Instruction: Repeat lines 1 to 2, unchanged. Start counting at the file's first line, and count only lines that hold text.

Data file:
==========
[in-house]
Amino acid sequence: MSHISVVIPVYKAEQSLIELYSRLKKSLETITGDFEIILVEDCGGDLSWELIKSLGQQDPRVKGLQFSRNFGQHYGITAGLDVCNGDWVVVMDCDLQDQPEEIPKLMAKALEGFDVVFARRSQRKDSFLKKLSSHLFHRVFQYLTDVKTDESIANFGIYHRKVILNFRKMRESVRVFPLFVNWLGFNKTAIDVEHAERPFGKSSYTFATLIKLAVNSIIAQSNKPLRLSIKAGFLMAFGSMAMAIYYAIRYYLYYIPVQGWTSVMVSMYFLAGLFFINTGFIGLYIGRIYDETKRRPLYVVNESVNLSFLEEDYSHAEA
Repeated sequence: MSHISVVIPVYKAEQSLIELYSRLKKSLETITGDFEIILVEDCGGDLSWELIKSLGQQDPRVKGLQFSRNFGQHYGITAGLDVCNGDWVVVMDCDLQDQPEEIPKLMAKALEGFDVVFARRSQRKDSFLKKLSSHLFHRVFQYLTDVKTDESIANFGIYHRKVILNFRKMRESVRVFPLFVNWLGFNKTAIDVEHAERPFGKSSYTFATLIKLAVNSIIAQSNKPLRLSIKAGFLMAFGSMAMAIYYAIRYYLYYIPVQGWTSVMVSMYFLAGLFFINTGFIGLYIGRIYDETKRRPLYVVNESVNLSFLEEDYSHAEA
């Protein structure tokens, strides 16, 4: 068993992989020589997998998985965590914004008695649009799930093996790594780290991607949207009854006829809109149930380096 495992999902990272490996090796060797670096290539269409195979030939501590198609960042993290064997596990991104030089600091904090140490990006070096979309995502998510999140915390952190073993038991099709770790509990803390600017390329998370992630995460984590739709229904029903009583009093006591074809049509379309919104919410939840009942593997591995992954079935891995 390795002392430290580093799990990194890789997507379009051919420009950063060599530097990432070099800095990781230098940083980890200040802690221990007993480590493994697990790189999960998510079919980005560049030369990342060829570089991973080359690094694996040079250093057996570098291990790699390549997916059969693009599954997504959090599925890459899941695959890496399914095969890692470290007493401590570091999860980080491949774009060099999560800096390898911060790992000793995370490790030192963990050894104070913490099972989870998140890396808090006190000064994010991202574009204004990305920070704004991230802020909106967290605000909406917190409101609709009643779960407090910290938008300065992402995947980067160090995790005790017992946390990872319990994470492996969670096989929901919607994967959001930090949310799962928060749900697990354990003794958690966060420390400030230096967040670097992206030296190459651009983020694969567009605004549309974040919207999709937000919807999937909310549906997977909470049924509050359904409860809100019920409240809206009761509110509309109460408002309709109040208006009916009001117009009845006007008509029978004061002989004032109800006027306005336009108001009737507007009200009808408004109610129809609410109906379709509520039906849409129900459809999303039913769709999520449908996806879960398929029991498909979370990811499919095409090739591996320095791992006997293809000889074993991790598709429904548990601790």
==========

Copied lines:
[in-house]
Amino acid sequence: MSHISVVIPVYKAEQSLIELYSRLKKSLETITGDFEIILVEDCGGDLSWELIKSLGQQDPRVKGLQFSRNFGQHYGITAGLDVCNGDWVVVMDCDLQDQPEEIPKLMAKALEGFDVVFARRSQRKDSFLKKLSSHLFHRVFQYLTDVKTDESIANFGIYHRKVILNFRKMRESVRVFPLFVNWLGFNKTAIDVEHAERPFGKSSYTFATLIKLAVNSIIAQSNKPLRLSIKAGFLMAFGSMAMAIYYAIRYYLYYIPVQGWTSVMVSMYFLAGLFFINTGFIGLYIGRIYDETKRRPLYVVNESVNLSFLEEDYSHAEA